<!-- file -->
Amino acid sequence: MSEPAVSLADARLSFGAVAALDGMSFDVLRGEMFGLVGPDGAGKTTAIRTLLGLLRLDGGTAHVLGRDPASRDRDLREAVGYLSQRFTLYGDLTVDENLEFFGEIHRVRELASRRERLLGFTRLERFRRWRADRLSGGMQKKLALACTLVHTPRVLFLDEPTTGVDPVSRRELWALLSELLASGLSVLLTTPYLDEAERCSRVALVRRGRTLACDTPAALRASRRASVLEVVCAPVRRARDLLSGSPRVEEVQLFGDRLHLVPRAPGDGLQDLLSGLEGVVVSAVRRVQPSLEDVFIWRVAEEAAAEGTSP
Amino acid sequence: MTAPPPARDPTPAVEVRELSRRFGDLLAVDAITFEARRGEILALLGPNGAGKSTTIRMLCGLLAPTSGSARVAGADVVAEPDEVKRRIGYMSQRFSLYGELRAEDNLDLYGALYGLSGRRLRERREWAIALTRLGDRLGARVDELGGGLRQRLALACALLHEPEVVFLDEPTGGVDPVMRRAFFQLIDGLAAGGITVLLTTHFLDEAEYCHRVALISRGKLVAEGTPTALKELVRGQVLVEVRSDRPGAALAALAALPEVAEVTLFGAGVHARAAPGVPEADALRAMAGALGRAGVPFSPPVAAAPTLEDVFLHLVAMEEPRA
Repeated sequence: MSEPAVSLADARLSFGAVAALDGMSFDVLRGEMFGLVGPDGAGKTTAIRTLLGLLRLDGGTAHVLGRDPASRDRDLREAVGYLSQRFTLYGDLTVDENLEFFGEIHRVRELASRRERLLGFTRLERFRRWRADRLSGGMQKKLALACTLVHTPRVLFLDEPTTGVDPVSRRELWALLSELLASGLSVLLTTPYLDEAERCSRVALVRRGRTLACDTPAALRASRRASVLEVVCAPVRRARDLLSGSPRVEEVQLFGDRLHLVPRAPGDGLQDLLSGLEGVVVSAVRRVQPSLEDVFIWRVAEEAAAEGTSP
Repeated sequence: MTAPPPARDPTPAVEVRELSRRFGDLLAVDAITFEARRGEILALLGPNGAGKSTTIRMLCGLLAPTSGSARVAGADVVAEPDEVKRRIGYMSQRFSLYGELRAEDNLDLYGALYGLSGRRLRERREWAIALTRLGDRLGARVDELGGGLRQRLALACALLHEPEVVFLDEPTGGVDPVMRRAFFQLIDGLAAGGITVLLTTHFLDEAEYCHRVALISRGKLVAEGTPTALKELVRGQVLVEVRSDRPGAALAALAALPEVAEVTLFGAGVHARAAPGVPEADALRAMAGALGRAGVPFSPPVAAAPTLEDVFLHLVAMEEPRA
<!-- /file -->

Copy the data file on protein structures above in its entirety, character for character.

Amino acid sequence: MSEPAVSLADARLSFGAVAALDGMSFDVLRGEMFGLVGPDGAGKTTAIRTLLGLLRLDGGTAHVLGRDPASRDRDLREAVGYLSQRFTLYGDLTVDENLEFFGEIHRVRELASRRERLLGFTRLERFRRWRADRLSGGMQKKLALACTLVHTPRVLFLDEPTTGVDPVSRRELWALLSELLASGLSVLLTTPYLDEAERCSRVALVRRGRTLACDTPAALRASRRASVLEVVCAPVRRARDLLSGSPRVEEVQLFGDRLHLVPRAPGDGLQDLLSGLEGVVVSAVRRVQPSLEDVFIWRVAEEAAAEGTSP
Amino acid sequence: MTAPPPARDPTPAVEVRELSRRFGDLLAVDAITFEARRGEILALLGPNGAGKSTTIRMLCGLLAPTSGSARVAGADVVAEPDEVKRRIGYMSQRFSLYGELRAEDNLDLYGALYGLSGRRLRERREWAIALTRLGDRLGARVDELGGGLRQRLALACALLHEPEVVFLDEPTGGVDPVMRRAFFQLIDGLAAGGITVLLTTHFLDEAEYCHRVALISRGKLVAEGTPTALKELVRGQVLVEVRSDRPGAALAALAALPEVAEVTLFGAGVHARAAPGVPEADALRAMAGALGRAGVPFSPPVAAAPTLEDVFLHLVAMEEPRA
Repeated sequence: MSEPAVSLADARLSFGAVAALDGMSFDVLRGEMFGLVGPDGAGKTTAIRTLLGLLRLDGGTAHVLGRDPASRDRDLREAVGYLSQRFTLYGDLTVDENLEFFGEIHRVRELASRRERLLGFTRLERFRRWRADRLSGGMQKKLALACTLVHTPRVLFLDEPTTGVDPVSRRELWALLSELLASGLSVLLTTPYLDEAERCSRVALVRRGRTLACDTPAALRASRRASVLEVVCAPVRRARDLLSGSPRVEEVQLFGDRLHLVPRAPGDGLQDLLSGLEGVVVSAVRRVQPSLEDVFIWRVAEEAAAEGTSP
Repeated sequence: MTAPPPARDPTPAVEVRELSRRFGDLLAVDAITFEARRGEILALLGPNGAGKSTTIRMLCGLLAPTSGSARVAGADVVAEPDEVKRRIGYMSQRFSLYGELRAEDNLDLYGALYGLSGRRLRERREWAIALTRLGDRLGARVDELGGGLRQRLALACALLHEPEVVFLDEPTGGVDPVMRRAFFQLIDGLAAGGITVLLTTHFLDEAEYCHRVALISRGKLVAEGTPTALKELVRGQVLVEVRSDRPGAALAALAALPEVAEVTLFGAGVHARAAPGVPEADALRAMAGALGRAGVPFSPPVAAAPTLEDVFLHLVAMEEPRA